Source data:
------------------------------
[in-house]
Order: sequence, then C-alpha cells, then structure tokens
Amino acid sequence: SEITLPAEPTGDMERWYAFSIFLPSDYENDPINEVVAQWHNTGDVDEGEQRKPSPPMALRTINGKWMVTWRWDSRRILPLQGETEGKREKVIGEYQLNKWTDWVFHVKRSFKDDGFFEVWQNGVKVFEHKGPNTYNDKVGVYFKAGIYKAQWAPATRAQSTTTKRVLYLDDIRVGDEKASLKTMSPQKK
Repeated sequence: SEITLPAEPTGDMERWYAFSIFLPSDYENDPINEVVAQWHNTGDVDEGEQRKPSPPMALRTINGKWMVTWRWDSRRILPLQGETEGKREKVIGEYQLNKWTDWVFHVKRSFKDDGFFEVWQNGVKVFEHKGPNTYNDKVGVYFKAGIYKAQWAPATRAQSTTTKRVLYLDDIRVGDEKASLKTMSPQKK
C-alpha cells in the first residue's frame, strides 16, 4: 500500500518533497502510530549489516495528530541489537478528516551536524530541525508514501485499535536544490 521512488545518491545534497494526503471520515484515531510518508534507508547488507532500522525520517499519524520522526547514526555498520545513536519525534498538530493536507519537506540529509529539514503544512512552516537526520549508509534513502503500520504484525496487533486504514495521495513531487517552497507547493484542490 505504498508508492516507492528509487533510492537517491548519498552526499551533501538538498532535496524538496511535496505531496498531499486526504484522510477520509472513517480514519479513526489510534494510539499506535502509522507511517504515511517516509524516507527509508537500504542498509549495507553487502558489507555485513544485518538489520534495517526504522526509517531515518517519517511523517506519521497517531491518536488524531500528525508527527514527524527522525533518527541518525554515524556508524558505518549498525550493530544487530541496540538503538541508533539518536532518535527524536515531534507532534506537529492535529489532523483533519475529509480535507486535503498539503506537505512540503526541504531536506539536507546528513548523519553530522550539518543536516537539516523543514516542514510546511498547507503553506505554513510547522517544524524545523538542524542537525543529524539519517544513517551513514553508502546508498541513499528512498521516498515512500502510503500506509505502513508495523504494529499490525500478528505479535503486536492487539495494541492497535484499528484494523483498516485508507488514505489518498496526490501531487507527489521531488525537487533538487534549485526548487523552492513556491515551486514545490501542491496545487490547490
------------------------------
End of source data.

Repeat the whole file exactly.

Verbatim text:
[in-house]
Order: sequence, then C-alpha cells, then structure tokens
Amino acid sequence: SEITLPAEPTGDMERWYAFSIFLPSDYENDPINEVVAQWHNTGDVDEGEQRKPSPPMALRTINGKWMVTWRWDSRRILPLQGETEGKREKVIGEYQLNKWTDWVFHVKRSFKDDGFFEVWQNGVKVFEHKGPNTYNDKVGVYFKAGIYKAQWAPATRAQSTTTKRVLYLDDIRVGDEKASLKTMSPQKK
Repeated sequence: SEITLPAEPTGDMERWYAFSIFLPSDYENDPINEVVAQWHNTGDVDEGEQRKPSPPMALRTINGKWMVTWRWDSRRILPLQGETEGKREKVIGEYQLNKWTDWVFHVKRSFKDDGFFEVWQNGVKVFEHKGPNTYNDKVGVYFKAGIYKAQWAPATRAQSTTTKRVLYLDDIRVGDEKASLKTMSPQKK
C-alpha cells in the first residue's frame, strides 16, 4: 500500500518533497502510530549489516495528530541489537478528516551536524530541525508514501485499535536544490 521512488545518491545534497494526503471520515484515531510518508534507508547488507532500522525520517499519524520522526547514526555498520545513536519525534498538530493536507519537506540529509529539514503544512512552516537526520549508509534513502503500520504484525496487533486504514495521495513531487517552497507547493484542490 505504498508508492516507492528509487533510492537517491548519498552526499551533501538538498532535496524538496511535496505531496498531499486526504484522510477520509472513517480514519479513526489510534494510539499506535502509522507511517504515511517516509524516507527509508537500504542498509549495507553487502558489507555485513544485518538489520534495517526504522526509517531515518517519517511523517506519521497517531491518536488524531500528525508527527514527524527522525533518527541518525554515524556508524558505518549498525550493530544487530541496540538503538541508533539518536532518535527524536515531534507532534506537529492535529489532523483533519475529509480535507486535503498539503506537505512540503526541504531536506539536507546528513548523519553530522550539518543536516537539516523543514516542514510546511498547507503553506505554513510547522517544524524545523538542524542537525543529524539519517544513517551513514553508502546508498541513499528512498521516498515512500502510503500506509505502513508495523504494529499490525500478528505479535503486536492487539495494541492497535484499528484494523483498516485508507488514505489518498496526490501531487507527489521531488525537487533538487534549485526548487523552492513556491515551486514545490501542491496545487490547490